Academic journal article Australian Journal of Language and Literacy

Creating the Student Writer: A Study of Writing Identities in Non-Academic Senior English Classes

Academic journal article Australian Journal of Language and Literacy

Creating the Student Writer: A Study of Writing Identities in Non-Academic Senior English Classes

Article excerpt

Introduction

For the past two decades, the English subject area has generated controversial and at times heated discussion in the Australian media (Cullen, 2014). Much of this public debate has focused on the quality of teacher education programs, reading and writing pedagogy, the role of the National Assessment Program--Literacy and Numeracy (NAPLAN), university entry, and international reading and writing results in which the performance of Australian students overall is perceived to have declined (Macken-Horarik, 2009; Turner, 2007). The discussion has taken place during a period of considerable social change, technological advances and concomitant changes in the ways societies and individuals communicate.

One key change in the past two decades has been an increase in the number of young Australians completing 12 years of school. The landmark report, Educational opportunity in 2015: Who succeeds and who misses out (Lamb, Jackson, Walstab & Huo, 2015), reports that '74 per cent of 19-year-olds had attained Year 12' (p. 41). For Western Australia, the figure was 71%, an increase from 66% reported by the Curriculum Council in 2002 (Curriculum Council of Western Australia, 2002). The Lamb et al. (2015) report also makes the significant point that 'not all those who complete school are equally prepared to pursue their post-school goals, whether university, other forms of study and training, or a job' (p. 43).

Throughout this period, the capacity to use written language and to produce recognised genres has remained highly valued within school systems and academia, where written texts are still 'powerful organisers of what we do and who we are: quite fundamental, in fact, as conditions of possibility--historically, epistemologically and technically' (Green, 2004, p. 297). As Johnson and Kress (2003) argued over a decade ago, attention needs to be given to the teaching of writing, as '... writing will remain the preferred form of the cultural and political elites, so that an equitable curriculum must pay the greatest attention to writing for the reason of 'access' alone' (p. 13).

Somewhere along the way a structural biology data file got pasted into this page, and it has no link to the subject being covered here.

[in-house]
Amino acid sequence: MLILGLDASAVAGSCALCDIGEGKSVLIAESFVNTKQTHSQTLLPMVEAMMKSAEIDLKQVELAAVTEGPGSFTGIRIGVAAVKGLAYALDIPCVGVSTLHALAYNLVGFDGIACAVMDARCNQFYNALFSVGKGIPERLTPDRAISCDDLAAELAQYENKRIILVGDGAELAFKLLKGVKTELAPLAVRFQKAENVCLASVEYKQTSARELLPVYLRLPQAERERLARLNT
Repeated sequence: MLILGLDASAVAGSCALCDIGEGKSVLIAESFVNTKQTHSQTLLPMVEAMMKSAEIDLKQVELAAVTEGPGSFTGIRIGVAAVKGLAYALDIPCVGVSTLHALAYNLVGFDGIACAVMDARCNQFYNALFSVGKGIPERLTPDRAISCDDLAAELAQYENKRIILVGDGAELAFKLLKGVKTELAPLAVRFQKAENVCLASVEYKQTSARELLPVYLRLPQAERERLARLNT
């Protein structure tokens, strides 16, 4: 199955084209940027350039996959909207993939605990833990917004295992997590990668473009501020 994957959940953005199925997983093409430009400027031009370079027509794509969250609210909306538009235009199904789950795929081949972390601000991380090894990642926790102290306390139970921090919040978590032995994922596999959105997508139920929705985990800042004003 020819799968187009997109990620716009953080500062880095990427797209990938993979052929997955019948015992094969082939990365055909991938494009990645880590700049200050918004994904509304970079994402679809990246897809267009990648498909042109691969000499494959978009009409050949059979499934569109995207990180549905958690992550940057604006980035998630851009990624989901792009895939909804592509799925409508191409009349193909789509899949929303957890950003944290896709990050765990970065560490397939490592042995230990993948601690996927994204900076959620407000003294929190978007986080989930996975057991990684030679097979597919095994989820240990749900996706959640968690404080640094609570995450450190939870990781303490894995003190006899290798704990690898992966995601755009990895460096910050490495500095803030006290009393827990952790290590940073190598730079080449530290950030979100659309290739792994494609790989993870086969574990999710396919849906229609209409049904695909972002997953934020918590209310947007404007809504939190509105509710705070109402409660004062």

Research into the writing done by senior school students undertaking non-academic pathways is limited. In 2001, Gilbert made the point that within the English subject area 'English literacy has been defined and appropriated by various discourses operating in the post-compulsory schooling arena' (p. 139). Her research into Queensland's English programs revealed highly differentiated forms of textual practice between vocationally orientated subjects, and literary and cultural studies streams of English. As a result, subjects such as English are 'complicit in the social differentiation of young adult learners in terms of economic and social privilege' (p. 139). In this respect, what students write in senior school English is politically significant in terms of shaping their potential destinations.

Purpose of the Study

This research explored how the senior school English student writer who has not traditionally participated in senior school English is constructed in schools in WA. In doing so, it asked:

1. What discursive features shape the writing identities of senior secondary English students?

2. With what writing identities are students affiliated in these contexts?

3. How are students' understanding of themselves as writers, and teachers' expectations of students, reflected in the genres they construct?

An approach to writing--applying a social semiotic framework

A social semiotic model offers researchers and educators a framework that conceptualises writing as a process of constructing meaning (Christie, 2012; Christie, 2005; Halliday, 1985). Contemporary social semiotic thought owes much to Halliday (1985) and Hodge and Kress' (1988) contention that groups and individuals make meaning to achieve social purposes and to 'get things done' (Halliday, 1985). …

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